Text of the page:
Allen Ginsberg (1926-1997)
The title Howl indicates protest as cry, cry for all exploitation, repression and subjugation. The poet asks people to cry against capitalism, exploitation, repression and subjugation. This poem, ‘Howl’ stands as the celebration of counter culture movement. The best minds of the 50s are destroyed by madness. This madness came in different forms. Those are scholars, best mind, and best generation. This madness came as a counterculture. Counter culture is not their choice, it is their compulsion. They suffered from hysteria when the dreams are postponed continuously.
Howl presents a picture of a nightmare world and as some reviews predicted, the wasteland of its generation. The movement of Howl is from protest, pain, outage, attack and lamentation to acceptance, affirmation, love and vision-from alienation to communion. The poet descends into an underworld of darkness, suffering and isolation and then ascends into spiritual knowledge, blessedness, achieved vision, and a sense of union with the human community and with God. The poem is unified with and the movement carried forward by resuming images of falling and rising, destruction and regeneration, starvation, under-nourishment, sleeping and waking, darkness and illumination, blindness and sight, death and resurrection. In Howl Ginsberg describes the desperation, the suffering and the persecution of a group of outcast, including himself who are seeking transcendent reality.
They have become naked so as to challenge the mainstream culture. They went to the Negro street and looked with anger; this anger is nothing but the expression of indictment (hatred) against American culture. They looked with frustration. Society born them and distorted them. They challenged that society which gave the birth, but not the accommodation. Their counter culture is seen in travel. They travel aimlessly from one city to another city. They loved to travel and they are good traveler. Their travel did not have any goal and destination.
They loved narcotic things because they wanted to forget the pain given by that culture and to challenge the mainstream culture. They wanted to challenge the mainstream culture through obscene art (vulgar art). They wrote vulgar poetry. They do not allow stopping their spontaneity. They wrote whatever comes into their mind. Others go to University for higher education, but these people go to university for doing narcotic things such as writing vulgar on the windows and walls of the university.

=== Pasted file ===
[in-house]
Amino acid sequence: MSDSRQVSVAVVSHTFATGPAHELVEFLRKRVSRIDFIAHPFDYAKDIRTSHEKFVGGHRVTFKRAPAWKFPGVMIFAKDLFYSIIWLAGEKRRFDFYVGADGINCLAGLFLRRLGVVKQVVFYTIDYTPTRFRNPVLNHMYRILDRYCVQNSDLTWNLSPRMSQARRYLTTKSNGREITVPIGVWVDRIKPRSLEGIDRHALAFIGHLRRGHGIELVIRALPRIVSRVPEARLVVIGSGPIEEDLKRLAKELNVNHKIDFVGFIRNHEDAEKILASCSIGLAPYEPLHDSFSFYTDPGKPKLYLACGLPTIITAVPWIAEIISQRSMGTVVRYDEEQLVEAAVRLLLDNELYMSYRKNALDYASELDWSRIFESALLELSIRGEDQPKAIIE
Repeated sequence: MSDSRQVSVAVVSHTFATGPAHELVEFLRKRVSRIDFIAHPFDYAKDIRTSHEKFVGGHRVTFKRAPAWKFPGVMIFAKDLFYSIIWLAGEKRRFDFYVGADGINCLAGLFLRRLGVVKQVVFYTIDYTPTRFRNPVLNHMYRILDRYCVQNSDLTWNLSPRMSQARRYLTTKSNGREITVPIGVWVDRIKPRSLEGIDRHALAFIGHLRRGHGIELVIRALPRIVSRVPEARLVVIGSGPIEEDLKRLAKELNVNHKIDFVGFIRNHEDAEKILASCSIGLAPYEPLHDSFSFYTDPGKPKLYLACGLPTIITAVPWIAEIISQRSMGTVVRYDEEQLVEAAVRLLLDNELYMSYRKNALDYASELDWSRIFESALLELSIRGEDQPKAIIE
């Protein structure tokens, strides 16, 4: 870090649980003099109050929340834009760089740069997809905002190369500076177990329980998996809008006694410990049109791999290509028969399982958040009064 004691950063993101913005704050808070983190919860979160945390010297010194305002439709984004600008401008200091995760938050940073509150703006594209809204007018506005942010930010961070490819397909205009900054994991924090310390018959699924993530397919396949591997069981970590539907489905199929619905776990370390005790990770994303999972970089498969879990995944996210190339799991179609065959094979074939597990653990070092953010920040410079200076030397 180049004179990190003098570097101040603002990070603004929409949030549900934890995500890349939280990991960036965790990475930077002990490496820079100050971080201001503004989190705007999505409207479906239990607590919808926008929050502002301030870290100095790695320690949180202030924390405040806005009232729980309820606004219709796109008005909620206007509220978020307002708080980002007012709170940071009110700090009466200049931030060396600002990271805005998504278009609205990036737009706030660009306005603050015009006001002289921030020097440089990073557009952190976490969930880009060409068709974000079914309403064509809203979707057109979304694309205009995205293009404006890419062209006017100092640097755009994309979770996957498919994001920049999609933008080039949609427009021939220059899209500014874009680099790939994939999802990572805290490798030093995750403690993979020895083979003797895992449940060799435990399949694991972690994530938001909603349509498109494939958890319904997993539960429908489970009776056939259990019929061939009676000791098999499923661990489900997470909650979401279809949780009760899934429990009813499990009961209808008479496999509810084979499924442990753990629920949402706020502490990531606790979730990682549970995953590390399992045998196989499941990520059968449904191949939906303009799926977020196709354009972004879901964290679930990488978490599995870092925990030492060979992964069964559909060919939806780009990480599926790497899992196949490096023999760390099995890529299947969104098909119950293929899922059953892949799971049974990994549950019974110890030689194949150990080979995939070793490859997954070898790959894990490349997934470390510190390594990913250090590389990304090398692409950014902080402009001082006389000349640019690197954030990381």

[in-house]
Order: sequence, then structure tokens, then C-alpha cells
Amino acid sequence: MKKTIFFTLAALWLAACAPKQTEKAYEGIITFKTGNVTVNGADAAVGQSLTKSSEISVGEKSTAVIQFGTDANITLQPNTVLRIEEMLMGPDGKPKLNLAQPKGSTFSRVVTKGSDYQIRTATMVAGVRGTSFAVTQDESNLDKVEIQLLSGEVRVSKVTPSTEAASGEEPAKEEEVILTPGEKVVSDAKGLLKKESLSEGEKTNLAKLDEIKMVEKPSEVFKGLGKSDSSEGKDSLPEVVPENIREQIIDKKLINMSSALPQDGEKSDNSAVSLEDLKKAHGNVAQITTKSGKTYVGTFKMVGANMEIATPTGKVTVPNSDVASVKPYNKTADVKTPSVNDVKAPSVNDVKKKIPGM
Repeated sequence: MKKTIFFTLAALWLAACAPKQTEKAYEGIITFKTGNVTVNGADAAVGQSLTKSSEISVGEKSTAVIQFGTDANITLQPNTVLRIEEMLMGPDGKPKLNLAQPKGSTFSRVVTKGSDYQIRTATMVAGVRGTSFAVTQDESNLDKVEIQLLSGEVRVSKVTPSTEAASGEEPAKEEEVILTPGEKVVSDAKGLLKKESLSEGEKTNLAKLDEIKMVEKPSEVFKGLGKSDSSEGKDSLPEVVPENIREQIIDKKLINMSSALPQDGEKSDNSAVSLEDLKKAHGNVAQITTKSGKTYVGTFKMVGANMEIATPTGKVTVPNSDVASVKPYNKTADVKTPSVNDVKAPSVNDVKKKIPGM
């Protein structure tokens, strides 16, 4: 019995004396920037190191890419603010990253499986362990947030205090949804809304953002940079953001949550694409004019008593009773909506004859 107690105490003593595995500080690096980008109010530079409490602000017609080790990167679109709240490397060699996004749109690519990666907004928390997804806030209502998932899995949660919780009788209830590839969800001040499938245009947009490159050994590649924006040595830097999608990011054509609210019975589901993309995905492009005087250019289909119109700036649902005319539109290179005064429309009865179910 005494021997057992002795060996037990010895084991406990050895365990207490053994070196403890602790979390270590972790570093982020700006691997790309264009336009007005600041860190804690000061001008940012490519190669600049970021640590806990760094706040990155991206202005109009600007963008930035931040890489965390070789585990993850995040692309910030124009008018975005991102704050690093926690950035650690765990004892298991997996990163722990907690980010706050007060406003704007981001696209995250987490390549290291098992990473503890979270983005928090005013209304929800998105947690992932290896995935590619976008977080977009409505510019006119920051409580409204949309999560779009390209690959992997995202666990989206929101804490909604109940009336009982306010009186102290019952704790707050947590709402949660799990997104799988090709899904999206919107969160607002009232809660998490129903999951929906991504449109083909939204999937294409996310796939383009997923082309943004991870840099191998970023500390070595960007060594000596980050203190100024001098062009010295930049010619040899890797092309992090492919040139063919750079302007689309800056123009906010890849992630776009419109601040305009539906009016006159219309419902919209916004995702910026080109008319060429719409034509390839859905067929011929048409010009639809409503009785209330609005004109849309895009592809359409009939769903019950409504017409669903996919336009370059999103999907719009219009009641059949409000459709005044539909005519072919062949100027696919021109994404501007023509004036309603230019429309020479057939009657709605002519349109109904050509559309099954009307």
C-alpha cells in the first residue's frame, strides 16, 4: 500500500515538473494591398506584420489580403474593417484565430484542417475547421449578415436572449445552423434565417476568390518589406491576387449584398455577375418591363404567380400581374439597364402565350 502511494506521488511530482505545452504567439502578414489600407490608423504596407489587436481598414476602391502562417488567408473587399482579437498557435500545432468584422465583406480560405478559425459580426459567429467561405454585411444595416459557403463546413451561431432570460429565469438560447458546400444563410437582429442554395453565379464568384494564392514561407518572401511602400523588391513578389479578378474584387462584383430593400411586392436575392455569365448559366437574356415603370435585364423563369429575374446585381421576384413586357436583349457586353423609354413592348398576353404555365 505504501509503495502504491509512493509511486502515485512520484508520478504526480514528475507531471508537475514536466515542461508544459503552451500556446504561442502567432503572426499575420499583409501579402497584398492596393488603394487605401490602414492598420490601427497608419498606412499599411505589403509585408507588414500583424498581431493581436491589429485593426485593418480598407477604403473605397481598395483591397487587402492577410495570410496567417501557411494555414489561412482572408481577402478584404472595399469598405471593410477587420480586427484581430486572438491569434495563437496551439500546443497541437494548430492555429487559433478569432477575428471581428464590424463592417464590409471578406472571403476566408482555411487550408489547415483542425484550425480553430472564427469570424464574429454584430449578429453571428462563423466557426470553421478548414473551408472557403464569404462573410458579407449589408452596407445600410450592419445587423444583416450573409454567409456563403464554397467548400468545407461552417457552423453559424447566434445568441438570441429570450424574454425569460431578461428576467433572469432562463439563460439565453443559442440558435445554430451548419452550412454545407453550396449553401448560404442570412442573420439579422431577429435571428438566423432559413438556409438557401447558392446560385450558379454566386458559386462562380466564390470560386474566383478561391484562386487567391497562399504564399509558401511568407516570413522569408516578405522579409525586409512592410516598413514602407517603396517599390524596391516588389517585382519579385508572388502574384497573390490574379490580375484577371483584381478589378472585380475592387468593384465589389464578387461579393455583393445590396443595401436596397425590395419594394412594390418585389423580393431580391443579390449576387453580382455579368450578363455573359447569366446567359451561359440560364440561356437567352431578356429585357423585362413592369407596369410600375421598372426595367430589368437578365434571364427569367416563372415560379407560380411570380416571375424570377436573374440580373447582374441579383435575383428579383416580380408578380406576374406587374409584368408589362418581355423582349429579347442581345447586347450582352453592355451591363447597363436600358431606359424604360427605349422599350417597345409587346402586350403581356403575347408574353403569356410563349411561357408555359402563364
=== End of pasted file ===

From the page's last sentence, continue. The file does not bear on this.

These people do not behave normally; they even talk to 70 hours. They talked about anecdotes, marijuana, sex, memory, drugs. They talked about the social taboos. They indulge in sexuality in open area. Sometimes they were found throwing semen over others. They broke the normal sexual courses. Sexual prevision can be seen in their poetry. They even burnt money to hate capitalism. Killing one was common. Homosexual hippies gave lectures on sexual matter. They threw salad on lecturers and gave speech on suicide. They even show drama on suicide. They have repulsion towards life and attraction towards death. Through suicide, they want to abuse the culture done by Americans.
Here Ginsberg is optimistic of social acceptance. They have, done all these things to challenge the mainstream culture. Their purpose is to produce a society which accommodates these people with peace and tranquility. Ginsberg is aware that they are rejected at present. But tomorrow they will get the reincarnation with the unlimited number of followers behind them. However, implicitly he has tried to compare the Beats with the resurrection of the Christ. As Christ was resurrected so will they be.
The chant rhythms is a basic use of language that both reflects and directs social action toward communicate goals, a force that seems never to be far away when this rhythm enters poetry. There is rhythmically and thematically strong sense of communal rhythm. Howl is linked not only to the romantic tradition but also to the preliterary, oral, magic incantations of the universal shamanist tradition.
Shrestha, Roma. "Howl by Allen Ginsberg: Summary and Critical Analysis." BachelorandMaster, 31 Oct. 2013, bachelorandmaster.com/britishandamericanpoetry/howl.html.
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